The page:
Sunday, September 27, 2009

9/27 - 2pm - MSU Forecast

The rain is over and MSU is beginning to dry out. The ground is still wet and there are still a few puddles around campus, but everything should have time to dry up this week. There will not be a drop of rain until Friday:

The storms on Friday may pack a bit of a punch, but I'm not sure if we'll see any severe weather yet. Regardless, a trough settling into the Eastern US early this week will allow temperatures and humidity to drop considerably. This lack of humidity will allow lows to get into the 40's on Monday and Tuesday night. If you can stand the cool evening temperatures, this should be a very pleasant week!

Thursday, September 24, 2009

9/24 - 9pm - ...And the Rain Continues!

We may have missed most of the rain today, but there's still a good chance that the wet stuff could return tomorrow and Saturday. To get the word out about the rain this Saturday (during the MSU vs. LSU home football game), I made a little cartoon and put it on my dorm room door:

I'm not a big South Park fan, but these cartoons on my door are a great way to get the word out in my residence hall about the weather! Here's one that I put up yesterday:

During this final round of rain tomorrow and Saturday, we could pick up over an inch according to the HPC:

Looks like we could have highs in the lower 80's/upper 70's next week as a trough sets up around the eastern part of the nation. Here comes the cool air!

Monday, September 21, 2009

9/21 - 7:45pm - Rain, Rain, Rain!

Everyone in the Southeast is sick of rain after the last few days. From Louisville to Starkville, MS to Atlanta, flooding problems, heavy rain, and headaches have been all too common! Here's a video I shot this afternoon of some students here at MSU using skimboards in some of the minor flooding that occurred outside my residence hall:

We've had quite a bit of rain here at MSU, but flooding has really not been an issue. The rain in Atlanta over the past few days became deadly today as flooding caused deaths. Up to 20 inches of rain has fallen in some parts of Georgia. More rain is possible tomorrow around the Southeast, so there could be more flooding to come.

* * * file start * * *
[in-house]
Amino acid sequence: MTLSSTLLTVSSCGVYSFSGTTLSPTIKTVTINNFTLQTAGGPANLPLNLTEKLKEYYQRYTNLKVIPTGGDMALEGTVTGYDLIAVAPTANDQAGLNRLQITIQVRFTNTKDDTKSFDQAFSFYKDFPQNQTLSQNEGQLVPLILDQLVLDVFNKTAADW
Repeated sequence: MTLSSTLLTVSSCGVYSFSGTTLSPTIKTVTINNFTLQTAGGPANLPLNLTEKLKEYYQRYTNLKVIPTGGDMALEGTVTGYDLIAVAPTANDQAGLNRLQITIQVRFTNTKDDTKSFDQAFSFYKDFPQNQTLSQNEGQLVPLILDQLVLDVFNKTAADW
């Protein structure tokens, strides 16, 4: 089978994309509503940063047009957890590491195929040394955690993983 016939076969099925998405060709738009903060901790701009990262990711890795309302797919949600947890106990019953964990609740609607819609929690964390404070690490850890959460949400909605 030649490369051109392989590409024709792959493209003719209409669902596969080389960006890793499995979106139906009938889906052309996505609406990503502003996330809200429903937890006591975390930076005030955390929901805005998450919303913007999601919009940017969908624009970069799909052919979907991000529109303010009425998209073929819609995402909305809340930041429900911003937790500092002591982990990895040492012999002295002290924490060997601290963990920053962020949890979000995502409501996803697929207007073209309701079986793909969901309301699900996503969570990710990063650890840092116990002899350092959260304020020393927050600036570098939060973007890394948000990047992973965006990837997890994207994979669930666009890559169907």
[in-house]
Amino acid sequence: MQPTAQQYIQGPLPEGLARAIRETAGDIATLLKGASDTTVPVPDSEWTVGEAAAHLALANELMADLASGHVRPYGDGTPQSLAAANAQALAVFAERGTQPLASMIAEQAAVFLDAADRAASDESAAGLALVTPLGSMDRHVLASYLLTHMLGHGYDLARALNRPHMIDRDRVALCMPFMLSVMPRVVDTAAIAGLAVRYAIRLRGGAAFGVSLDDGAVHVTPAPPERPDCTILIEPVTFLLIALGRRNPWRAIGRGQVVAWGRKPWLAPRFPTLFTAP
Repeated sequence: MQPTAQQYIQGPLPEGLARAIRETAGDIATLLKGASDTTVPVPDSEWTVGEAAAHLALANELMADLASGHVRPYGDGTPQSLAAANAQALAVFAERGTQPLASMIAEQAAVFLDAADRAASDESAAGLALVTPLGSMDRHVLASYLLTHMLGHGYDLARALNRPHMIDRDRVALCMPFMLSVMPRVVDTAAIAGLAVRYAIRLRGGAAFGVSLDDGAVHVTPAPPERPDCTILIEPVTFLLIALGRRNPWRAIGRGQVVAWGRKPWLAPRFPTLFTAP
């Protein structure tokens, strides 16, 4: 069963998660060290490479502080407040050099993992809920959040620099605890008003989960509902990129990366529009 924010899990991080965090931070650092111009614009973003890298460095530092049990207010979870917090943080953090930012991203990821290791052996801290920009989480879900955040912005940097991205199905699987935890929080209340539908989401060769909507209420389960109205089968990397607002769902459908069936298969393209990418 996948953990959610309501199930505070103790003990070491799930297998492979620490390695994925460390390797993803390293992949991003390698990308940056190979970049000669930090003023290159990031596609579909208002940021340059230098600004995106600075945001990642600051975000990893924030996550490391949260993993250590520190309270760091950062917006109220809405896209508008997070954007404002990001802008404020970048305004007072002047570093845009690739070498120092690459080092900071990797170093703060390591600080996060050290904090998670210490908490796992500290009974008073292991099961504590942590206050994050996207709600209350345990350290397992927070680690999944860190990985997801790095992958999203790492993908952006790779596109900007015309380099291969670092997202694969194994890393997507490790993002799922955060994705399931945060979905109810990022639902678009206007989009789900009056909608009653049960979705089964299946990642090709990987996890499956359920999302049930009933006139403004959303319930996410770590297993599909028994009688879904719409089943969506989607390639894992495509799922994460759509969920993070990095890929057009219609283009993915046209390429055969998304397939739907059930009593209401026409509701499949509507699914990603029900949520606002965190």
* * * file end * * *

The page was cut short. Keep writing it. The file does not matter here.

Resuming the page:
[ - Atlanta]

Sunday, September 20, 2009

9/20 - 2pm - MSU Forecast

The rain last week may have been scattered, but MSU certainly got the brunt of it. The storm that came through on Friday evening turned the Drill Field into a swamp for a few hours and made it difficult to get around campus without stepping into a deep puddle. That's a lot of rain! Unfortunately, this week's forecast looks similar to last week's in terms of rain. Again, this won't be an all-day thing this week, but any scattered storm that comes through could put down some heavy rain:

According to the Hydrometeorological Prediction Center (HPC), we could see over two inches of rain during the next five days:

The GFS model is beginning to show cooler air filtering into the country starting in a couple weeks. Obviously this is a long way out, so pinpointing anything at the moment is not possible. Just be ready for temperatures to drop sometime during the first couple weeks in October. Fall starts on Tuesday, so we should begin to see cooler temperatures soon, like the GFS is hinting at.

Thursday, September 17, 2009

9/17 - 10:30am - Severe Storms Symposium

The 8th annual Southeast Severe Storms Symposium starts today on the MSU campus. This event, sponsored by the East Mississippi Chapter of the NWA and AMS, will feature broadcast and operational meteorology speakers from around the country. Today is the broadcaster's workshop and will include presentations from Dave Freeman of KSN in Wichita, Kansas and Reynolds Wolf of CNN in Atlanta. Tomorrow's speakers include meteorologists from National Weather Service offices in Jackson, Memphis, Morristown, Birmingham, and Huntsville who will speak on a wide range of historical severe weather events, technology, and phenomena. I'll be there for a few presentations today and for a good portion of tomorrow's. To see the complete agenda, click here.

Severe weather (ironically) canceled the symposium in March of this year, but it doesn't look like that will happen again. A few storms will be around the Starkville area this afternoon, and daily storm chances will continue through the weekend.

Sunday, September 13, 2009

9/13 - 2pm - MSU Forecast

What a soggy end to the weekend! A very pronounced low pressure system will be making its way through the Mississippi Valley over the next couple of days, resulting in multiple rounds of rain and thunderstorms through mid week. Don't expect any severe weather from this system, but have those umbrellas ready: